Joseph, the Prophet, in selecting the revelations from the Manuscripts, and arranging them for publication, did not arrange them according to the order of the date in which they were given, neither did he think it necessary to publish them all in the Book of Doctrine and Covenants, but left them to be published more fully in his History. Hence, paragraphs taken from revelations of a later date, are, in a few instances, incorporated with those of an earlier date. Indeed, at the time of compilation, the Prophet was inspired in several instances to write additional sentences and paragraphs to the earlier revelations. In this manner the Lord did truly give ‘line upon line, here a little and there a little,’ the same as He did to a revelation that Jeremiah received, which, after being burned by the wicked king of Israel, the Lord revealed over again with great numbers of additional words (See Jeremiah 36:32) [6]


Question: Have edits to the revelations been discussed in the present day?

The official Church magazine, the Ensign has published several discussions of the editing process

  • Robert J. Woodford, "The Story of the Doctrine and Covenants," Ensign (December 1984), 32. off-site
  • Robert J. Woodford, "How the Revelations in the Doctrine and Covenants Were Received and Compiled," Ensign (January 1985), 27. off-site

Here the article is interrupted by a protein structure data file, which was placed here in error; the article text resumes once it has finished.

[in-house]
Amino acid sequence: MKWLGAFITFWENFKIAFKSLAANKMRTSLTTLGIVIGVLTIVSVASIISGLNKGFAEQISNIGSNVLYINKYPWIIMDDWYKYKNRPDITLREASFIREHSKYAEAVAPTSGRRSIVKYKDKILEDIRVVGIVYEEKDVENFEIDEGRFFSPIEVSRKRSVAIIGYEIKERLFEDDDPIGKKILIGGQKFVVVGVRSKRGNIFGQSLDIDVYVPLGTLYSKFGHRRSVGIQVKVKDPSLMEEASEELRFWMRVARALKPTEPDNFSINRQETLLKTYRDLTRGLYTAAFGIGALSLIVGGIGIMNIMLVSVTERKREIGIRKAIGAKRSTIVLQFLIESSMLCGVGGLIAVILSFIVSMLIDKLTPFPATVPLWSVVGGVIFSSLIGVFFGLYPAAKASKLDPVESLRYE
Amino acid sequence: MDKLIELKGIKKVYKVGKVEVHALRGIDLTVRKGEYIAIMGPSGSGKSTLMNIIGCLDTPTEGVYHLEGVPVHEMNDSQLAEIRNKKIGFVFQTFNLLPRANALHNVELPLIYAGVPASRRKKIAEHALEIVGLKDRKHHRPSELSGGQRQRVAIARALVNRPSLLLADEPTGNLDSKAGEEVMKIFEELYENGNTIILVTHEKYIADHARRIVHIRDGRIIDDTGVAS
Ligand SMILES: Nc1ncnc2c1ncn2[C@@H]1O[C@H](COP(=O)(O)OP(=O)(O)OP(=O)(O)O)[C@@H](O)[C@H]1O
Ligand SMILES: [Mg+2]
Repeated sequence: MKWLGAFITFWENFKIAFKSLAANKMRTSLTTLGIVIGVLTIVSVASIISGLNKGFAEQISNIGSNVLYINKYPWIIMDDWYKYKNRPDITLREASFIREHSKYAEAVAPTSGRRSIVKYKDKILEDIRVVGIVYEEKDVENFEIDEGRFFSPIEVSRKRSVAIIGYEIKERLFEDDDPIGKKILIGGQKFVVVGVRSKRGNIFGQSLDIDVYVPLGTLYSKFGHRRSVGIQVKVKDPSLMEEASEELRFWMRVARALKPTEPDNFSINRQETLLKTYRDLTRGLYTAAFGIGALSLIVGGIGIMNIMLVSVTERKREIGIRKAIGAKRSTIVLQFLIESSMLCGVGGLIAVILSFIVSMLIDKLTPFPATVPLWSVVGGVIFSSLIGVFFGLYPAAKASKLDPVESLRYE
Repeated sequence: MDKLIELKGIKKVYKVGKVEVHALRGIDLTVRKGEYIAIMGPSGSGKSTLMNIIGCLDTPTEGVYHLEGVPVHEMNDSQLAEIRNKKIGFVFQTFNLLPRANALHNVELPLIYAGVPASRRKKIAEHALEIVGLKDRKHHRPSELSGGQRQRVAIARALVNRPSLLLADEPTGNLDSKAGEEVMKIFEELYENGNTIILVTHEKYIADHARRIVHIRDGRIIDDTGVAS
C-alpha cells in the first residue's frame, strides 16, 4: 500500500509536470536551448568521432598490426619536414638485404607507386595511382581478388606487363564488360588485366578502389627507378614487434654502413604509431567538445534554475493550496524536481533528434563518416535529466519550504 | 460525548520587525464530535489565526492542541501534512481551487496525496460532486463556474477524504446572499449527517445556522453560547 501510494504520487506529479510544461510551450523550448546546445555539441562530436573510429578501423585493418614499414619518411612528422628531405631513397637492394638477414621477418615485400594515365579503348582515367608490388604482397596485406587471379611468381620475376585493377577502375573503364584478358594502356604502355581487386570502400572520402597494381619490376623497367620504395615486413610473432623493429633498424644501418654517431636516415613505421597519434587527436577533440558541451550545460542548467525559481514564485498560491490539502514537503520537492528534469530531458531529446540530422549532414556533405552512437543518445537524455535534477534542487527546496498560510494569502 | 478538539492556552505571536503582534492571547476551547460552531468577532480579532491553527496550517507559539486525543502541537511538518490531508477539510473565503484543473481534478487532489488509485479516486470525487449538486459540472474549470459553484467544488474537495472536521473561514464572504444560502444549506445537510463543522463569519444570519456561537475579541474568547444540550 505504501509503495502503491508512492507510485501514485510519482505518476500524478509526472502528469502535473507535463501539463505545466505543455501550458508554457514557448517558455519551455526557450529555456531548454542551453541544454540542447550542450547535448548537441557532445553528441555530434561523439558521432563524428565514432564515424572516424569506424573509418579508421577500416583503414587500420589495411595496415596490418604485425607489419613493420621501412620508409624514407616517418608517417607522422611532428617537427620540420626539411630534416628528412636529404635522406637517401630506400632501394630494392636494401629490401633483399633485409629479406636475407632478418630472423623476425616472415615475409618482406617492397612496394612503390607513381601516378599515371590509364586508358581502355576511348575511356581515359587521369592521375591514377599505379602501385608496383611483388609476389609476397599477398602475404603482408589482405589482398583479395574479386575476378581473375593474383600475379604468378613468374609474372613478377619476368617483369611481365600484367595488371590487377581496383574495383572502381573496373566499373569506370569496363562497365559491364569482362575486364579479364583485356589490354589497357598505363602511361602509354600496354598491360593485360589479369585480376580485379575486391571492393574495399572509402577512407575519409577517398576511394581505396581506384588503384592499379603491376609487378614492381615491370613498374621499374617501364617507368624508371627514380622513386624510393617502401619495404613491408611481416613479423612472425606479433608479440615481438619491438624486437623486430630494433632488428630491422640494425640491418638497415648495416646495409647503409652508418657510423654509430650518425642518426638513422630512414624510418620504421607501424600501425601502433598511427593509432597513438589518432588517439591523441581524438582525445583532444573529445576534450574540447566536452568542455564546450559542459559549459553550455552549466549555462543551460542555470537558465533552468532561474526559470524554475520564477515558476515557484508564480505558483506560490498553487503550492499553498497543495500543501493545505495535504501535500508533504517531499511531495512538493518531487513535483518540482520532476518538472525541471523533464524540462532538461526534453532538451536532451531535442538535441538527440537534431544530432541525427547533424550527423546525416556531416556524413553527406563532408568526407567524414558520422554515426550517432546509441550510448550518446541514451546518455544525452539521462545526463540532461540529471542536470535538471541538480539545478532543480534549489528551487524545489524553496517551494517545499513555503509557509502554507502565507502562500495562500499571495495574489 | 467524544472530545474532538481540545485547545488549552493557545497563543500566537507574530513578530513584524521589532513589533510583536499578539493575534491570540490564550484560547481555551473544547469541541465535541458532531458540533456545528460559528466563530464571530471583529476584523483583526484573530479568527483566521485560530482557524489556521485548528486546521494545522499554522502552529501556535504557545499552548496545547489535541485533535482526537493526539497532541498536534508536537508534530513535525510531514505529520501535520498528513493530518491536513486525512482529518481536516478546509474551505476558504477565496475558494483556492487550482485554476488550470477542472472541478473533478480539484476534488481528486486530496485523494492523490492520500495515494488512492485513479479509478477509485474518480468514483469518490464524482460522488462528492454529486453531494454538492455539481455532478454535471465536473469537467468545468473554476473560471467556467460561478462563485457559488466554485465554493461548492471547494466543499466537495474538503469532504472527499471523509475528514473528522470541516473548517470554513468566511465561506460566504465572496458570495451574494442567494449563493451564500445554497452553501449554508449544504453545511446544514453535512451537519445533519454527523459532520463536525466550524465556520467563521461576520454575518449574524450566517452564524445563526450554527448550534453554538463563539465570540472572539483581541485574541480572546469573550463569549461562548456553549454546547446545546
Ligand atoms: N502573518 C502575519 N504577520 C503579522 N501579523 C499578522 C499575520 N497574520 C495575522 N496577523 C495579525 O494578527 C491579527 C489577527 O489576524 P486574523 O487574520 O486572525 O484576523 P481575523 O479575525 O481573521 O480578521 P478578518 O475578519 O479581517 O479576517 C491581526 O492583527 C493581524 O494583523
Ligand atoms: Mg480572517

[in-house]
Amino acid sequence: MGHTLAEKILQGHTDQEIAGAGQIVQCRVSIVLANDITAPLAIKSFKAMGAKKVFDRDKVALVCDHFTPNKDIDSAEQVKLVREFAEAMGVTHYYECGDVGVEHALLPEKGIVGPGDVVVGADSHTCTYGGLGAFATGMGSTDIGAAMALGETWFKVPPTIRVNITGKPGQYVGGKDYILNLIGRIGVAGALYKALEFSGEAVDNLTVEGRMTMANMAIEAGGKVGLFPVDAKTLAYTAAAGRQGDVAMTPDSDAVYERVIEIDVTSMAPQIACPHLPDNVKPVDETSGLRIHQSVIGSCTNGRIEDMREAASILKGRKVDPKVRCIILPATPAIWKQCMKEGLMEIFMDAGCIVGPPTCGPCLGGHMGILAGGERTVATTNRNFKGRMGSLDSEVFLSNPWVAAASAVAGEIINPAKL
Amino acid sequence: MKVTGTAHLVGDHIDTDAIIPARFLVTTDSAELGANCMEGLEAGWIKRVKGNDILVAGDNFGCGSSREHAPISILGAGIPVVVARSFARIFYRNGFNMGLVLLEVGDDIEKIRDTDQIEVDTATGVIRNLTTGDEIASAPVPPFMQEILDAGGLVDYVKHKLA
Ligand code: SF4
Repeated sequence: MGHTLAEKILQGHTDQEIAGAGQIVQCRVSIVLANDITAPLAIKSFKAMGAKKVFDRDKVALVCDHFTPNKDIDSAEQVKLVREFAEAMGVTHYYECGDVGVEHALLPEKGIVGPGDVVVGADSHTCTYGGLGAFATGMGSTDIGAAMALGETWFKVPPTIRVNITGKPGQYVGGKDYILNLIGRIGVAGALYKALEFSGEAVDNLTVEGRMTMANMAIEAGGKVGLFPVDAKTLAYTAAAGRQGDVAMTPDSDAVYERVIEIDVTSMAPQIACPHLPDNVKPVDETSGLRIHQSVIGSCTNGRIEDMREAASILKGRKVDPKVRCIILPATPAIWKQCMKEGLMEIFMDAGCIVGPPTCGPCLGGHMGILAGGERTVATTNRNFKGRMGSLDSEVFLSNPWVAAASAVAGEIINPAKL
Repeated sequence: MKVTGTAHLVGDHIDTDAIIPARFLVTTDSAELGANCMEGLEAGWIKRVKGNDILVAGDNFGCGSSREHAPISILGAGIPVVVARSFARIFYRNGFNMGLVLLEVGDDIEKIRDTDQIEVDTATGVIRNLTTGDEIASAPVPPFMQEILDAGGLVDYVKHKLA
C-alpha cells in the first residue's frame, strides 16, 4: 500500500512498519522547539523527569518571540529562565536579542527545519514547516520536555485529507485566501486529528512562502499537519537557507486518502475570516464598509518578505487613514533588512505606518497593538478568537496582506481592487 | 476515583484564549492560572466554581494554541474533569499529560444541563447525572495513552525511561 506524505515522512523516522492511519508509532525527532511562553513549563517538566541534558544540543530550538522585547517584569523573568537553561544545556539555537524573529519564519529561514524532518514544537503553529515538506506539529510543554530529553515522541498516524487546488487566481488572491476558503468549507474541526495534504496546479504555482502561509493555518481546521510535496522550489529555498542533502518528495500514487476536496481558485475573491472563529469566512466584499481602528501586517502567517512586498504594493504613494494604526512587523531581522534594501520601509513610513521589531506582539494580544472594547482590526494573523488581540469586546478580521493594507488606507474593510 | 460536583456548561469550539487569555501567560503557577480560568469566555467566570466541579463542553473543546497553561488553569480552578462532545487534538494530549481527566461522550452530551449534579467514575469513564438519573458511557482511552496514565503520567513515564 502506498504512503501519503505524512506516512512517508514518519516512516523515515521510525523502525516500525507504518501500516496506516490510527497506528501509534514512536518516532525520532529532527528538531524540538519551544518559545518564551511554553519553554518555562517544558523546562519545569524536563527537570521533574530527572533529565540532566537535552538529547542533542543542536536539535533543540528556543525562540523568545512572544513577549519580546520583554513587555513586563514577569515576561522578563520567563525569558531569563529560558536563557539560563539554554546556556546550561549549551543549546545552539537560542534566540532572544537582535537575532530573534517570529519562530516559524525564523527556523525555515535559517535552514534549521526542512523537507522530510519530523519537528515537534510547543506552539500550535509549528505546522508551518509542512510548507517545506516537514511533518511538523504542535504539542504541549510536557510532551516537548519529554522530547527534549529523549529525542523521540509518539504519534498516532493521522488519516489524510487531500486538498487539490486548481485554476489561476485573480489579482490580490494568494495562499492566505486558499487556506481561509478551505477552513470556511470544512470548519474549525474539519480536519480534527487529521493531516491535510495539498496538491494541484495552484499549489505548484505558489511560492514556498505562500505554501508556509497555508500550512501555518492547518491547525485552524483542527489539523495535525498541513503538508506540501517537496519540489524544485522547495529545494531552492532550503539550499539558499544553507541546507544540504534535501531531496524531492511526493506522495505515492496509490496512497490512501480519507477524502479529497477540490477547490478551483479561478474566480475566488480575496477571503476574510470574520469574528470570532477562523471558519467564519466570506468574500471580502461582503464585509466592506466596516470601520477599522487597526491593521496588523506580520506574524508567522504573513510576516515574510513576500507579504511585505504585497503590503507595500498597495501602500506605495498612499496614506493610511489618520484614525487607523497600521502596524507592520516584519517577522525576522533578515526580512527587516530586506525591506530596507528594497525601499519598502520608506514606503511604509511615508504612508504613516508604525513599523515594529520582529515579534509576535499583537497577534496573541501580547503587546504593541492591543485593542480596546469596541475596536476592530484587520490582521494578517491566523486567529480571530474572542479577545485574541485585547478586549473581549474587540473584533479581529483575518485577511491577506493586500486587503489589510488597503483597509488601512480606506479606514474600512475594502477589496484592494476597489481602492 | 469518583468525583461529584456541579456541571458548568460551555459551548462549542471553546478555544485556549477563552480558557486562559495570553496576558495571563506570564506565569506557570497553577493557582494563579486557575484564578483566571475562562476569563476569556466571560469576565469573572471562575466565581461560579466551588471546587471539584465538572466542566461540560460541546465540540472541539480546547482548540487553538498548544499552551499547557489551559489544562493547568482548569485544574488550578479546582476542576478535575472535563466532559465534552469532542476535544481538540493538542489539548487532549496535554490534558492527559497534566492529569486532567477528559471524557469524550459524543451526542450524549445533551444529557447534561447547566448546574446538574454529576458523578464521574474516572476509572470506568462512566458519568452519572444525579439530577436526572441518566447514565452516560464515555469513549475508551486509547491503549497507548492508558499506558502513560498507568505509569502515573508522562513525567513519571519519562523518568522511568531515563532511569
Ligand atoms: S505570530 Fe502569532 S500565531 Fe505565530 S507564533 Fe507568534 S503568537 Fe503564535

• Melvin J. Petersen, "Preparing Early Revelations for Publication," Ensign (February 1985), 14. off-site
  • Gerrit Dirkmaat, "Great and Marvelous Are the Revelations of God," Ensign (January 2013). off-site

Elder Boyd K. Packer also discussed the changes to the revelations in general conference

Elder Boyd K. Packer also discussed the changes to the revelations in general conference:

Some have alleged that these books of revelation are false, and they place in evidence changes that have occurred in the texts of these scriptures since their original publication. They cite these changes, of which there are many examples, as though they themselves were announcing revelation. As though they were the only ones that knew of them.

Of course there have been changes and corrections. Anyone who has done even limited research knows that. When properly reviewed, such corrections become a testimony for, not against, the truth of the books.

The Prophet Joseph Smith was an unschooled farm boy. To read some of his early letters in the original shows him to be somewhat unpolished in spelling and grammar and in expression.

That the revelations came through him in any form of literary refinement is nothing short of a miracle. That some perfecting should continue strengthens my respect for them.